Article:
I have fond memories of this kind of carousel. Others, not so much

TL;DR: Things are only lazy loaded if the user initiates the load. If the image is going to get loaded eventually, regardless of user input, then you haven’t deferred it. You’ve simply increased your page load.

Carousels are a fact of life on the mobile web. From retailers to publishers and everything in between, there’s a significant chance that if you visit a site on your phone, there will be a carousel waiting for you at the top of the page, ready to show you not one, not two, not three, but perhaps four different promos.

The sins of carousels are well documented: just type “are carousels bad?” into Google and you’ll get hundreds of blog posts screaming that yes they absolutely are and you’d have to be absolutely daft to use one.

I heartily agree. Carousels can be useful in certain scenarios, such as for product browsing. They should absolutely never be used at the top of your landing or home page. It makes much more sense from a performance perspective to show a single image hero banner instead of loading multiple images that a user may not see. From a conversion perspective, it makes more sense to show the user the single most relevant offer or image based on what you know about them. Burying the most relevant advertisement in a carousel all but ensures that they won’t see it.

Of course, carousels have a very important feature: political mediation. Some developers, knowing full well that carousels aren’t effective, are forced to add them anyways so that everyone can have their turn to show off their new creative. Everyone wants to be on the front page, but you can’t add everyone’s content to the front page so you shove it in a carousel, wipe your hands, and let it go. Your users will suffer, but hey, at least Jess has her promo on slide 7.

This blog post is for those developers. I don’t have to convince you that carousels are bad. You already know that. But, if your situation is futile and you can’t get rid of them no matter how much you protest, at the very least you should make what you have as optimal as it can be.

Something that I do notice on many sites that I review are lazy loaded images in carousels. Lazy loading or deferring images until they are visible is an optimization that you should have for every visible element on your page. Don’t load something unless the user is going to see it.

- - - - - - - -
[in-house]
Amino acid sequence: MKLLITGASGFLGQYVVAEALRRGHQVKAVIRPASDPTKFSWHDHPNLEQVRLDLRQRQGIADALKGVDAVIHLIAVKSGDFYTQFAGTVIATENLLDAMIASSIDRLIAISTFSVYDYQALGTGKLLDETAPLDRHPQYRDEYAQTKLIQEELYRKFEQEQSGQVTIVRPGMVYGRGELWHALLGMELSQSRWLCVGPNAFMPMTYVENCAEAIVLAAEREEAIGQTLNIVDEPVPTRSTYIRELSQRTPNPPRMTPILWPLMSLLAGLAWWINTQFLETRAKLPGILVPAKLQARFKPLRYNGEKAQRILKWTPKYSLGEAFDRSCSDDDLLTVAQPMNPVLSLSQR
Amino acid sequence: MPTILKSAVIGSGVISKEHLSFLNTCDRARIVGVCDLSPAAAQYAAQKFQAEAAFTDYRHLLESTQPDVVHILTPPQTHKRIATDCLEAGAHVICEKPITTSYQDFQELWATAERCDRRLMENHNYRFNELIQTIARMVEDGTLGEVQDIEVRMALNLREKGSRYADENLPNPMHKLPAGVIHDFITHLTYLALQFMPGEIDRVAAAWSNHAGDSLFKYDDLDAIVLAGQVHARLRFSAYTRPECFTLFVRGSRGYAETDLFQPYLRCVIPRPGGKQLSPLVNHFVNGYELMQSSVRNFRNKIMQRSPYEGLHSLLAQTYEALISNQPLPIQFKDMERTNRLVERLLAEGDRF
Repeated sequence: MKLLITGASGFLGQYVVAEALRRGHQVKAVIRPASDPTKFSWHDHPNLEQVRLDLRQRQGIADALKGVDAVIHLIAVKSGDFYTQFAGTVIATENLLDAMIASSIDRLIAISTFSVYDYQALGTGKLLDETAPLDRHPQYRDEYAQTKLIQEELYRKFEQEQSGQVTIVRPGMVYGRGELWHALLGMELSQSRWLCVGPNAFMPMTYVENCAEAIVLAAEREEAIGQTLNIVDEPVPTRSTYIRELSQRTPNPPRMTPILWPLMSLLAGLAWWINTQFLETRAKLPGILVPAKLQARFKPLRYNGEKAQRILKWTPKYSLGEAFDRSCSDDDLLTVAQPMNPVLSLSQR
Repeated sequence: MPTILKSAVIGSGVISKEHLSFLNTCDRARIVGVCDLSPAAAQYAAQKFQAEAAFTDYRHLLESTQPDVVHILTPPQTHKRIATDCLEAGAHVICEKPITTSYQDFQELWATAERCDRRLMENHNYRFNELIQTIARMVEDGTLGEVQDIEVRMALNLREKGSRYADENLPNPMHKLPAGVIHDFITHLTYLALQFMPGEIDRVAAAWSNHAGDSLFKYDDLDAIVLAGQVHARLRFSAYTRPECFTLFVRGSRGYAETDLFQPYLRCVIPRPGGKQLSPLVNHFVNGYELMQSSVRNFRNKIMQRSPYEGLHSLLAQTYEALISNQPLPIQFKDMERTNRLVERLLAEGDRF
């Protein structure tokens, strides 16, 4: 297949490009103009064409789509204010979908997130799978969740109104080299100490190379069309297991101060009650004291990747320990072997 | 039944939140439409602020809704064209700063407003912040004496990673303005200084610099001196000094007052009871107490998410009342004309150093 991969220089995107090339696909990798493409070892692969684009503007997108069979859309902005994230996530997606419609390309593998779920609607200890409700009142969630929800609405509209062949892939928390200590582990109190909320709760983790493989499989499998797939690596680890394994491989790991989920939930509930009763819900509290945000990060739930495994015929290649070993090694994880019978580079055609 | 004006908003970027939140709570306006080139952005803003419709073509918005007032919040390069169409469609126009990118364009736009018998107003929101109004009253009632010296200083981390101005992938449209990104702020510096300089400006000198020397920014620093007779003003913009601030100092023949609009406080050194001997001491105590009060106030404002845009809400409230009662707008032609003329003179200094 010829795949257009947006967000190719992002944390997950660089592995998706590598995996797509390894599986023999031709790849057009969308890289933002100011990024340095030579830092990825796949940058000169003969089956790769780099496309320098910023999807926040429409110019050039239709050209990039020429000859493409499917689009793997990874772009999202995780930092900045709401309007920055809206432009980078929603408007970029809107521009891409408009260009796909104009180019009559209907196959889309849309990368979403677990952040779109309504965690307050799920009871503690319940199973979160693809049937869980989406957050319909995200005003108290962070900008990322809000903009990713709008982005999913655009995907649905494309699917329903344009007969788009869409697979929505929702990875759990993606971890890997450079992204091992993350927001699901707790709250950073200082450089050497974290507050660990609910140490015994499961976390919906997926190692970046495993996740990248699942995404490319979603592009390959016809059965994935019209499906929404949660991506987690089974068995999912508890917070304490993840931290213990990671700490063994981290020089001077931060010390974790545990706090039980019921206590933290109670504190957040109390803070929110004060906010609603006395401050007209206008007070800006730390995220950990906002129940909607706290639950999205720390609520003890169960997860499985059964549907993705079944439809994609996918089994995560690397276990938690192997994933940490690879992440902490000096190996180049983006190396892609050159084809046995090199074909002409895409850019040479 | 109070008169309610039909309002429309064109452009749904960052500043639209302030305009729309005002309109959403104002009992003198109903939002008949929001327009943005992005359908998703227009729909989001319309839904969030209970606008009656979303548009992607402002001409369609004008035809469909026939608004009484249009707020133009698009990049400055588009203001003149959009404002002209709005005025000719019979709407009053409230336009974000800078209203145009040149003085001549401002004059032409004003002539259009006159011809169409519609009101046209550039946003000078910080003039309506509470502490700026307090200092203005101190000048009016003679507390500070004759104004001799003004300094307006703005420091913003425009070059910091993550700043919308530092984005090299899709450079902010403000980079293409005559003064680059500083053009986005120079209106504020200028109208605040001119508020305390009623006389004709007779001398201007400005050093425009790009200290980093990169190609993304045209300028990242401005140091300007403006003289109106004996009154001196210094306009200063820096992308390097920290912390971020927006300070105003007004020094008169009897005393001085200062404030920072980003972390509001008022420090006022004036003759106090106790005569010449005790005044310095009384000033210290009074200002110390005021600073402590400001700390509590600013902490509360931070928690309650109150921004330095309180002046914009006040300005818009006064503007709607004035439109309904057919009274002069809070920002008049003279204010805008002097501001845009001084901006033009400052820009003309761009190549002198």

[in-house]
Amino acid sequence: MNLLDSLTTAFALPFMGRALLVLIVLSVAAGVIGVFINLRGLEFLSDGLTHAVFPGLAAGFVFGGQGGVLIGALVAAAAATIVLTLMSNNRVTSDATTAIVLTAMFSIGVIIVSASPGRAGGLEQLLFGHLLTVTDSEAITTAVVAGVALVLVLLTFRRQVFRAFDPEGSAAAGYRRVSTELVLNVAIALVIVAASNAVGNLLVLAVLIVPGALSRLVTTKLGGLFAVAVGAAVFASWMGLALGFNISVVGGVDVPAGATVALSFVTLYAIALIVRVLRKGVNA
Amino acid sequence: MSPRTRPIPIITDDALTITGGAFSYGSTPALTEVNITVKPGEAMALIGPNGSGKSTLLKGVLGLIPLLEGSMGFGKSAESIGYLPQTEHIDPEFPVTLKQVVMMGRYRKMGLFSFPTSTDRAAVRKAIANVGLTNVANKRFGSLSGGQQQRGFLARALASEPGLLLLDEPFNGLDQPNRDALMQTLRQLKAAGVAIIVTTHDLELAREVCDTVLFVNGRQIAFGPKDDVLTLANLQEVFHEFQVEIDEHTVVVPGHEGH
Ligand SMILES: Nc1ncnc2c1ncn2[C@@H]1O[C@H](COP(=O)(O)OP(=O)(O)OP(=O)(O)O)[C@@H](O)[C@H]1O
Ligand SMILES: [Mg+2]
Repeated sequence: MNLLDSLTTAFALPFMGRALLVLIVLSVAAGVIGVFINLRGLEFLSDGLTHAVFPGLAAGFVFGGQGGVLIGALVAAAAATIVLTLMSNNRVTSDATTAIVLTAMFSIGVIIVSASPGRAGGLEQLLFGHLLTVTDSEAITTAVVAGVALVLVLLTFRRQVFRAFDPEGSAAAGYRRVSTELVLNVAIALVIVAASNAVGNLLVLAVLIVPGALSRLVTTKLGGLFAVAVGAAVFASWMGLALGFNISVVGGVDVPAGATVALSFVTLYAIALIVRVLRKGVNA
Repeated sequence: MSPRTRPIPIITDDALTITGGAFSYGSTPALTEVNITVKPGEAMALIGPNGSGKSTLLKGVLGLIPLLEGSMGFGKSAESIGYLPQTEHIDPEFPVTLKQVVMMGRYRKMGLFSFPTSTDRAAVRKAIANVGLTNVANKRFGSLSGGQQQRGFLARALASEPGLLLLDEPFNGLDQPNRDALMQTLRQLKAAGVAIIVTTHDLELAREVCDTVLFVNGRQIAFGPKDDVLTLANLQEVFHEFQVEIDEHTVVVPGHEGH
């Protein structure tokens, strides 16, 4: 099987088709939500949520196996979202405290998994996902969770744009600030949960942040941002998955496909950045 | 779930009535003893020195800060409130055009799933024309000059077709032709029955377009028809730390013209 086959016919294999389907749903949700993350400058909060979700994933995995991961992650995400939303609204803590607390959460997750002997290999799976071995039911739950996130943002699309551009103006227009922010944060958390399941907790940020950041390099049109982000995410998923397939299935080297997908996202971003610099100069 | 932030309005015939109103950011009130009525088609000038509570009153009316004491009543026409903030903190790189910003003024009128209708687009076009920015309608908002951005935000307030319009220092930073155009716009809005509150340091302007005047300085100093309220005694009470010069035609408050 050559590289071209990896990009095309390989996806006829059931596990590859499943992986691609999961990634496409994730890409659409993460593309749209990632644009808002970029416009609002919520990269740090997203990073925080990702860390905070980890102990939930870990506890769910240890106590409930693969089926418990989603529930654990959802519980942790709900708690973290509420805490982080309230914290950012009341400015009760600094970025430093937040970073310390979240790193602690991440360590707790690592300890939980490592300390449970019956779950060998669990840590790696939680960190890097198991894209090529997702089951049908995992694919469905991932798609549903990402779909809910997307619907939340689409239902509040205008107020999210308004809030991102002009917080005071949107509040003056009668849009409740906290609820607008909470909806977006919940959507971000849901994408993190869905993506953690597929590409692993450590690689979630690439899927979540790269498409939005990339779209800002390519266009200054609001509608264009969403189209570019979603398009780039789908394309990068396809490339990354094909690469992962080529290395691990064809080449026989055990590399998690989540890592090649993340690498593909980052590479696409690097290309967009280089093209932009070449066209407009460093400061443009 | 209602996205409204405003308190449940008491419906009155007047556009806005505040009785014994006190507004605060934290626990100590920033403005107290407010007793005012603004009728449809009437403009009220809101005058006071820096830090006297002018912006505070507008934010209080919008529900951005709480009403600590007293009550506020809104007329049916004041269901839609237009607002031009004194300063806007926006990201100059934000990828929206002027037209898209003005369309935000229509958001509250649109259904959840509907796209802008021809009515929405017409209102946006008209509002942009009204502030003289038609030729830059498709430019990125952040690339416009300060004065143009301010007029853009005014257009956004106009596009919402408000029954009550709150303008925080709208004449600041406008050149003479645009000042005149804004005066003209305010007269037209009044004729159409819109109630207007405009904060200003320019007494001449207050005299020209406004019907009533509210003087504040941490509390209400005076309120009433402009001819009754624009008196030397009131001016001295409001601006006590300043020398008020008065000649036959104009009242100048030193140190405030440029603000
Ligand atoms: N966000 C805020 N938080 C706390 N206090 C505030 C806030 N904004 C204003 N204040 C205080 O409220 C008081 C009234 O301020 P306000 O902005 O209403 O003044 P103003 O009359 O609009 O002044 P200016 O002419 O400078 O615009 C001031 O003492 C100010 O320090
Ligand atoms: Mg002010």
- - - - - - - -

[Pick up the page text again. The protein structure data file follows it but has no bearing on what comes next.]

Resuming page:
However, sometimes these deferred images are present on auto-scrolling carousels. Applying said “optimization” in this case can be a grave mistake: it only increases your page load and time to visual completeness, as measured by tools such as WebPagetest and Lighthouse.

But you don’t have to take my word for it. Here are four sample carousels that I whipped up that go through four scenarios: manual carousel, auto-scrolling carousel, manual carousel with lazy loading, and auto-scrolling carousel with lazy loading. The auto-scrolling carousels change images every 3 seconds.

Each of these sites were tested on WebPagetest on a slow 3G connection (400 Kbps/400ms RTT). The waterfalls are shown below.

Manual Carousel Auto-Scrolling Carousel Manual Lazy-Loading Carousel Auto-Scrolling Lazy-Loading Carousel

The chart below contains the results.

A chart comparing carousel load times

As you can see, the results are pretty stark. Document complete time for the lazy loaded carousels is lower than their non-deferred counterparts: this makes sense as the initial load only has to bring in one image, instead of several. However, perhaps unsurprisingly, the auto lazy carousel takes almost 30 seconds to become visually complete according to WebPagetest. Before the page can “settle” and be complete visually, the page changes.

In light of the upcoming update to Google Search that designates mobile speed as a ranking factor, it would be best to ensure that your site load isn’t artificially lengthened by preventing your page from coming to a visual resting point. If you can’t remove your carousel, then at the very least do this.

Here is the bottom line: things are only lazy loaded if the user initiates the load. If the image is going to get loaded eventually, regardless of user input, then you haven’t deferred it. You’ve simply increased the amount of time your page takes to fully load.

Perhaps its obvious to some, but I’ve seen it enough that hopefully this helps someone.

Dani Polo

SEO Specialist